Ottawa’s Tim Stützle is a star in the making. And it seems general manager Pierre Dorion shares that opinion, as the team announced Wednesday a max-term extension for the 20-year old, now signed on a $66.8 million dollar contract through the 2030-31 season.

Stützle entered the league with quite the pedigree. A former third overall pick (2020) whose play with Germany at the IIHF World Junior Championships drew immediate scouting attention from North America. And since entering the league, Stützle has been a solid top-six forward. His sophomore season saw him tally 59 points (22 goals and 36-assists) and just as notably, meaningful developmental steps as a two-way centreman.

If you hadn’t watched much of Stützle last season, you might bristle a bit at the size of the contract relative to his counting numbers. After all, we are talking about a player who was out-scored by players like Florida’s Anthony Duclair and St. Louis’ Brayden Schenn, the latter doing it in just 60 games. And maybe more concerningly, Ottawa again was upside-down with Stützle on the ice. The Senators were outscored 56-44 (minus-12) with him on the ice at even strength last season, begging the question just how impactful the second-year professional was.

But this is where context matters a great deal, particularly for a younger player. Ottawa has been trying to push out of a deep and ugly rebuild for some time now, and the quality of talent around the lineup has been, to say the least, limited. All Stützle has ever known has been a weak blue-line behind him, and only recently has the team put scoring weaponry around him. We know quality of teammates – especially for truly young players – matters a great deal. And such was true for players that pre-dated Stützle’s extension, too. Because if you are going to knock Stützle for being run-over in Ottawa last season, you must consider other players who were ran over early in their careers, too.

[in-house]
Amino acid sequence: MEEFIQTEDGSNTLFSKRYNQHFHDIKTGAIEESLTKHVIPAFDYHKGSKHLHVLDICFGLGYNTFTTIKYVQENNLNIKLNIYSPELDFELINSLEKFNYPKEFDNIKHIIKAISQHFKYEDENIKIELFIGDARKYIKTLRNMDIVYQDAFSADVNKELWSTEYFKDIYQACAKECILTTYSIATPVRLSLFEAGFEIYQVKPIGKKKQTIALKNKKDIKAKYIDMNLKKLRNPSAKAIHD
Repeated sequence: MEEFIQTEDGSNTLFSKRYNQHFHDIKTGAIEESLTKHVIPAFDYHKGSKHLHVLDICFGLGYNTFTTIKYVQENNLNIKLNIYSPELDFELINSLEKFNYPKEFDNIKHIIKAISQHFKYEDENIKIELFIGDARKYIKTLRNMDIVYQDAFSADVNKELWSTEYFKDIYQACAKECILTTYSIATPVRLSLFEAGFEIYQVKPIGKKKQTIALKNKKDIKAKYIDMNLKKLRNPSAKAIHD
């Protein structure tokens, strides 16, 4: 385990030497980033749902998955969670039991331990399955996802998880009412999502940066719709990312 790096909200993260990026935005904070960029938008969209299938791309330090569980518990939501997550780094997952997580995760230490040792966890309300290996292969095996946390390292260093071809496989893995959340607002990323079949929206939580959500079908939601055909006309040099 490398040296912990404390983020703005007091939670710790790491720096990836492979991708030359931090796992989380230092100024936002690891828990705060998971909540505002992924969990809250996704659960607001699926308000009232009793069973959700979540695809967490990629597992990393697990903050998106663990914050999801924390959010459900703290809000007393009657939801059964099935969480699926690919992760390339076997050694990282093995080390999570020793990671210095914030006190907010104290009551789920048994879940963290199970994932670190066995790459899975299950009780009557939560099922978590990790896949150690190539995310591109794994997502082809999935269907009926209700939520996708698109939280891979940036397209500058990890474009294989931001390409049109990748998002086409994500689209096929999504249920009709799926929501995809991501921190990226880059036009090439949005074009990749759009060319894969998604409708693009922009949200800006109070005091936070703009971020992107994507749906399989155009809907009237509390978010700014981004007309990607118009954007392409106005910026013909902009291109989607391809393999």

If you look at Stützle’s on-ice numbers, it’s clear where the weakness was, and that was on the defensive side. Ottawa bled goals – the weak blue-line certainly contributory, as were a collection of young forwards and some shaky play from goaltender Matt Murray. To that end, let’s differentiate young forwards with upside-down on-ice results into two categories: those who didn’t generate offence, and those who couldn’t stop the bleeding defensively:

First, the heavily utilized young players – many with draft pedigree – who couldn’t generate meaningful offence:

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There is plenty of NHL talent on this list, and a few players who ended up becoming real stars. Headlining that list from this group would include Nashville’s Ryan Johansen, Calgary’s Elias Lindholm, Philadelphia’s Sean Couturier, and St. Louis’ Ryan O’Reilly. Interestingly, the latter three players are considered some of the best defensive centres in the league; their sticking power, and why they ended up realizing big contracts, was because they were so tough to score against.

But there are a lot of players whose inability to create offensively stuck with them as they aged into the league. And as the talent around them changed, the defensive numbers they posted early in their careers started cratering. It’s why you see so many players on this list who were (a) drafted high; but (b) have only been able to carve out middle-six or depth-type roles in the league.